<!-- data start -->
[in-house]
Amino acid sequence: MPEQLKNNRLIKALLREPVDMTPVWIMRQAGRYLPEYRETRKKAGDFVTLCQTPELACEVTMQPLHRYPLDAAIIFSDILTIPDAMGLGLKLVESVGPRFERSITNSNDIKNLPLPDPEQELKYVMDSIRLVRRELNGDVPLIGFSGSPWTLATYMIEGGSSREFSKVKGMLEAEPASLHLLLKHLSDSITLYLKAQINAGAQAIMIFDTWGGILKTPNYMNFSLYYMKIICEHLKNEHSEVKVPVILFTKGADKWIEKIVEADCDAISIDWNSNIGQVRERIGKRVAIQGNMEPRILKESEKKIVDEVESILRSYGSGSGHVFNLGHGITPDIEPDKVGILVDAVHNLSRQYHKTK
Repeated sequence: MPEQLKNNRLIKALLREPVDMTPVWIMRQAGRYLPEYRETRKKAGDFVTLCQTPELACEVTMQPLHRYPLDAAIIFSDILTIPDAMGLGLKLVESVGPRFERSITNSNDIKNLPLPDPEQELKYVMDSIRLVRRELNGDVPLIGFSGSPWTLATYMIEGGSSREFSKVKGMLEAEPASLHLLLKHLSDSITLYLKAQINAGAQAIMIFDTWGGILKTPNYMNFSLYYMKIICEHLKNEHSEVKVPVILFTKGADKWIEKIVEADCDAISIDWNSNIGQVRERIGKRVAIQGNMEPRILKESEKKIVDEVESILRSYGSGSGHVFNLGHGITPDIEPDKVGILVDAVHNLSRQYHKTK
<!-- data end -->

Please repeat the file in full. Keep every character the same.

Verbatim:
[in-house]
Amino acid sequence: MPEQLKNNRLIKALLREPVDMTPVWIMRQAGRYLPEYRETRKKAGDFVTLCQTPELACEVTMQPLHRYPLDAAIIFSDILTIPDAMGLGLKLVESVGPRFERSITNSNDIKNLPLPDPEQELKYVMDSIRLVRRELNGDVPLIGFSGSPWTLATYMIEGGSSREFSKVKGMLEAEPASLHLLLKHLSDSITLYLKAQINAGAQAIMIFDTWGGILKTPNYMNFSLYYMKIICEHLKNEHSEVKVPVILFTKGADKWIEKIVEADCDAISIDWNSNIGQVRERIGKRVAIQGNMEPRILKESEKKIVDEVESILRSYGSGSGHVFNLGHGITPDIEPDKVGILVDAVHNLSRQYHKTK
Repeated sequence: MPEQLKNNRLIKALLREPVDMTPVWIMRQAGRYLPEYRETRKKAGDFVTLCQTPELACEVTMQPLHRYPLDAAIIFSDILTIPDAMGLGLKLVESVGPRFERSITNSNDIKNLPLPDPEQELKYVMDSIRLVRRELNGDVPLIGFSGSPWTLATYMIEGGSSREFSKVKGMLEAEPASLHLLLKHLSDSITLYLKAQINAGAQAIMIFDTWGGILKTPNYMNFSLYYMKIICEHLKNEHSEVKVPVILFTKGADKWIEKIVEADCDAISIDWNSNIGQVRERIGKRVAIQGNMEPRILKESEKKIVDEVESILRSYGSGSGHVFNLGHGITPDIEPDKVGILVDAVHNLSRQYHKTK